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Free Barron's Booknotes-Native Son by Richard Wright-Free Online Summary
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In this part of Book Two, Bigger finds that having killed Mary makes him feel freer than ever before. Acting with a new sense of power, Bigger sends the Daltons a ransom note in which he claims that Mary has been kidnapped. But Bigger's plans go awry, and he flees with Bessie, whom he kills.

* * *

As Book Two begins, Bigger is waking up on Sunday morning. Wright says that he wakes "like an electric switch being clicked on," perhaps foreshadowing Bigger's death in the electric chair. He is back in his family's one-room apartment. Compare this opening to the start of Book One. Once more, you see Bigger struggling between sleep and wakefulness, then bickering with his family. But this morning is different from the previous one. The first difference is Bigger's fearful memory that he has killed Mary, cut her head off, and burned her body. He must protect himself. He throws his bloody knife and Mary's purse into a garbage can outside.

Over breakfast, however, Bigger's attitude changes dramatically. At the beginning of Book One, he was afraid. Now his fear is gone. Though he had killed by accident, he no longer thinks of her death as an accident. After all, he had felt like killing many times before. Now that he has actually killed, he feels proud and fulfilled because he has been more daring than anyone would have believed possible. He looks at his family and their apartment as if seeing them for the first time. Scanning his brother, mother, and sister, he compares them to whites he has seen. The Thomases now appear to him as blind creatures of habit, incapable of bold actions. But he also realizes that the Daltons, too, are blind; after all, they had underestimated him. Remember that Bigger had felt ashamed when the Daltons and Jan looked at him. Now he shames each member of his family with his own unrelenting stare.


Some readers have criticized Richard Wright's portrayal of the black community. Probably the most famous attack came from the novelist and essayist James Baldwin. Himself an important black writer influenced and helped by Wright, Baldwin claimed that "Bigger has no discernible relationship... to his own people," that by comparison to Bigger himself, the blacks around him would have been "far richer and far more subtle and accurate illustrations of black life," and that the "shared [black] experience which creates a way of life" is missing in Wright's work. Baldwin's criticisms have sparked much controversy. Do you think that Wright necessarily shares Bigger's negative impression of his fellow blacks?

As Bigger leaves for work, his brother Buddy confronts him. Bigger had taken Mary's money from her purse, but in his hurry, he has accidentally dropped it on the floor. Buddy hands the money back to Bigger and asks him if anything is wrong. For a moment Bigger even thinks of killing his little brother but then decides to trust that Buddy won't tell anyone about the money.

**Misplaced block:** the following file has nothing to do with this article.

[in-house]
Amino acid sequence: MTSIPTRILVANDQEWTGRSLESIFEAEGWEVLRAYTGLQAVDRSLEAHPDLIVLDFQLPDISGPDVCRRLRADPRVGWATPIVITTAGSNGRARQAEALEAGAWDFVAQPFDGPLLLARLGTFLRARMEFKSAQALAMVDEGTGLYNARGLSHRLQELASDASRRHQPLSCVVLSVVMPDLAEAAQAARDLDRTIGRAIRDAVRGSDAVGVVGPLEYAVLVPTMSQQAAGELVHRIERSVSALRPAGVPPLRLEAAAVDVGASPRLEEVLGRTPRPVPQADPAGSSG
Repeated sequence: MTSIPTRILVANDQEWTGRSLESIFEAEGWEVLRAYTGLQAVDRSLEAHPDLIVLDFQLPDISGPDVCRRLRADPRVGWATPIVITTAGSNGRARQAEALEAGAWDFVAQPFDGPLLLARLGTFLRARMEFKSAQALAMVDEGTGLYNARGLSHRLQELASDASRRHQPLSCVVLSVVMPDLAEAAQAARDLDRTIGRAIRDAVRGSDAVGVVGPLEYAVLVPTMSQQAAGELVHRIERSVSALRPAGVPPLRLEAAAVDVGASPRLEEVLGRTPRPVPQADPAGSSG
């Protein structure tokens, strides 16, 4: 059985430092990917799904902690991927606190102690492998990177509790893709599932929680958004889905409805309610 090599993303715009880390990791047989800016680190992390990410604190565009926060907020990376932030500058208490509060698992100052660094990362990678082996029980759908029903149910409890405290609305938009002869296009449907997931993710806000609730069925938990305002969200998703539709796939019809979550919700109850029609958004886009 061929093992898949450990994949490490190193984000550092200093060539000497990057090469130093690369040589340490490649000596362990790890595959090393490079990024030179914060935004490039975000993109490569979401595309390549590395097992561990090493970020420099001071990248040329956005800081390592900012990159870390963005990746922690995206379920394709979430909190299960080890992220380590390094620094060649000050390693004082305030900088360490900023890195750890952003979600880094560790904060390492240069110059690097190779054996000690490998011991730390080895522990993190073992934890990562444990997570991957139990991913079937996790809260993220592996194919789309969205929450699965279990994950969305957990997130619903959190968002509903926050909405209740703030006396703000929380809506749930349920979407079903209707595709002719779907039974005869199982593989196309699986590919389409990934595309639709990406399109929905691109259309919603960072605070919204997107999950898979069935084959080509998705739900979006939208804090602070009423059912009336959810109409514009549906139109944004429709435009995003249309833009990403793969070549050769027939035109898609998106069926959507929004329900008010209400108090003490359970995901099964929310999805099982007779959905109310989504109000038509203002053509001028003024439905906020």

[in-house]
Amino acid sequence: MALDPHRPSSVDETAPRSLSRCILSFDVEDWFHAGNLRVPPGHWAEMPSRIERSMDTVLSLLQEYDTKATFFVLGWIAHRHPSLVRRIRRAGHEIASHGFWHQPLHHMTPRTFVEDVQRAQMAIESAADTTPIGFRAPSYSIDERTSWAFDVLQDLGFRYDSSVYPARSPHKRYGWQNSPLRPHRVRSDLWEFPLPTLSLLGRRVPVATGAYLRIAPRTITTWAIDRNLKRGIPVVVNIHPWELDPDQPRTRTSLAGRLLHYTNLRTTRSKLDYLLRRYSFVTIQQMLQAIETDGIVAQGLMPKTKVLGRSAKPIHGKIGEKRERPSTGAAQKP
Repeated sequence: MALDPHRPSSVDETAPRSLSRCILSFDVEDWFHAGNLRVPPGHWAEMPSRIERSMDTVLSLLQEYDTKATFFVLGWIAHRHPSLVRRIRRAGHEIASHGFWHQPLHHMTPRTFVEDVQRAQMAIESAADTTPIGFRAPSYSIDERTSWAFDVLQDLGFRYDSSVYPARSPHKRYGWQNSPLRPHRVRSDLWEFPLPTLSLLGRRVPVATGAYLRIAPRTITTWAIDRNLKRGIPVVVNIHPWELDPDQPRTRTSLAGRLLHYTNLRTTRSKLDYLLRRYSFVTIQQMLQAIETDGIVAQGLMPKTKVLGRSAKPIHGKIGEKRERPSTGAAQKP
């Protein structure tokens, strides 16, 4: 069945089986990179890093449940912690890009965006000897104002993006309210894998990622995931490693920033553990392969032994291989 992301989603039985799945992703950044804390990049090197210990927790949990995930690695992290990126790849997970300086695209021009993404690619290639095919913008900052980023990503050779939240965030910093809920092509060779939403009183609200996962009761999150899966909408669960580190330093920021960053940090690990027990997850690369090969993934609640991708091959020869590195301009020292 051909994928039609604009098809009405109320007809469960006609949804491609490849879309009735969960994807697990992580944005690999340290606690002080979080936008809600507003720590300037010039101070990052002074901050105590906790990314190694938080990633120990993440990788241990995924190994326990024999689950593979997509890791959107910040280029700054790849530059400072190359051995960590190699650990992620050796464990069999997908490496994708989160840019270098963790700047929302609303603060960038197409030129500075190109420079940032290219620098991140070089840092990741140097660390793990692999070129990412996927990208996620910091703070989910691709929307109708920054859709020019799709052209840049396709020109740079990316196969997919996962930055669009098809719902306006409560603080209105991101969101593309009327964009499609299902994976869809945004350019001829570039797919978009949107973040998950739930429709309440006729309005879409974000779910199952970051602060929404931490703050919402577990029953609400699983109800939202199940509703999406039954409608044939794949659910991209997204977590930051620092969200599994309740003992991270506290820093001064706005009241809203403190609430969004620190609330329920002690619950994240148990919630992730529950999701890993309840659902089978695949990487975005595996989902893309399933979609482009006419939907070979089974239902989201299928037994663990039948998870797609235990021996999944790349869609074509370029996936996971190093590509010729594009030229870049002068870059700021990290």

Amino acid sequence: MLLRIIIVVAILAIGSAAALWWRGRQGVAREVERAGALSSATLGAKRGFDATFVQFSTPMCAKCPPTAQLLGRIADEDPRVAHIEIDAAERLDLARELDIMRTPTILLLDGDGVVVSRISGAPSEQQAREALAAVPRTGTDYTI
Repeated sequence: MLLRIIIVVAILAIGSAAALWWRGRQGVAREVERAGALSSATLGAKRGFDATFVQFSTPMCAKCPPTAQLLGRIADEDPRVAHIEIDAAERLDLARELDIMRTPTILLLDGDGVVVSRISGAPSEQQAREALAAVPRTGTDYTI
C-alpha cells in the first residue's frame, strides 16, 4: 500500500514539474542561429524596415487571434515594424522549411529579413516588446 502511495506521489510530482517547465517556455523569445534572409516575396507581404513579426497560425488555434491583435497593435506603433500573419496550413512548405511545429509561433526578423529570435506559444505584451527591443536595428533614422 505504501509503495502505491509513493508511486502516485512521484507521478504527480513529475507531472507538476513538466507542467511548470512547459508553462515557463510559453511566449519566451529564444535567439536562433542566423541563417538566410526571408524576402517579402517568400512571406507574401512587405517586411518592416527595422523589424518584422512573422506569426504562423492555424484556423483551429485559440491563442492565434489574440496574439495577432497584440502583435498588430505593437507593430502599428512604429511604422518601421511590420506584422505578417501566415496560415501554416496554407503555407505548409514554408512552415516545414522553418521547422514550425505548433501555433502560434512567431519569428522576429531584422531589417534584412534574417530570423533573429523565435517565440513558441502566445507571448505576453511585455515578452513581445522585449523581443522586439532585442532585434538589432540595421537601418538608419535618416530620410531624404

Before returning to the Daltons', Bigger stops to see his old gang. He feels like a man who has awakened after a long illness. He treats Gus, Jack, and G. H. kindly because he no longer fears them. As he continues to the Daltons', Bigger realizes that he has always looked at whites as "a great natural force," a threatening one, like a storm. Remember this metaphor during the blizzard that begins later in this section. Bigger wonders if blacks could ever get together and stand up against whites. He thinks maybe they could unite if they had a ruler to tell them what to do. He's heard good things about the German dictator Adolf Hitler and the Italian dictator Benito Mussolini. Perhaps some day the blacks will have such a leader, he thinks.


Shortly after the publication of Native Son, Richard Wright wrote an essay in which he said that Bigger Thomas could easily have become either a Communist or a Fascist. And he claimed that his research into the rise of Nazism in Germany helped him in his formulation of Bigger's personality. In "How 'Bigger' was Born," Wright says that both Fascists and Communists recruit from the "dispossessed and disinherited" of "a dislocated society." From what you know of Bigger up to this point, do you think he would be a potential recruit to any mass movement? What evidence can you offer in support of your opinion?

Throughout much of this section, Bigger's thoughts travel in two different directions. On the one hand, he feels free and powerful, and he sees his killing of Mary as a "supreme and meaningful act." On the other hand, his mind keeps returning guiltily to images like Mary's bloody head and the outstretched arms of her blind mother. Readers have interpreted Bigger's personality in several different ways. Some focus on the degree to which he is a victim. After all, the killing was an accident, and afterward he was only trying to protect himself. Others emphasize the ways in which Bigger may be a heroic rebel. At this point in the novel, this image seems to be developing into Bigger's self-image, and he certainly makes you aware of his justified anger toward whites. Still other readers see Bigger as cold and brutal. Which interpretation do you favor? What evidence do you have for your opinion?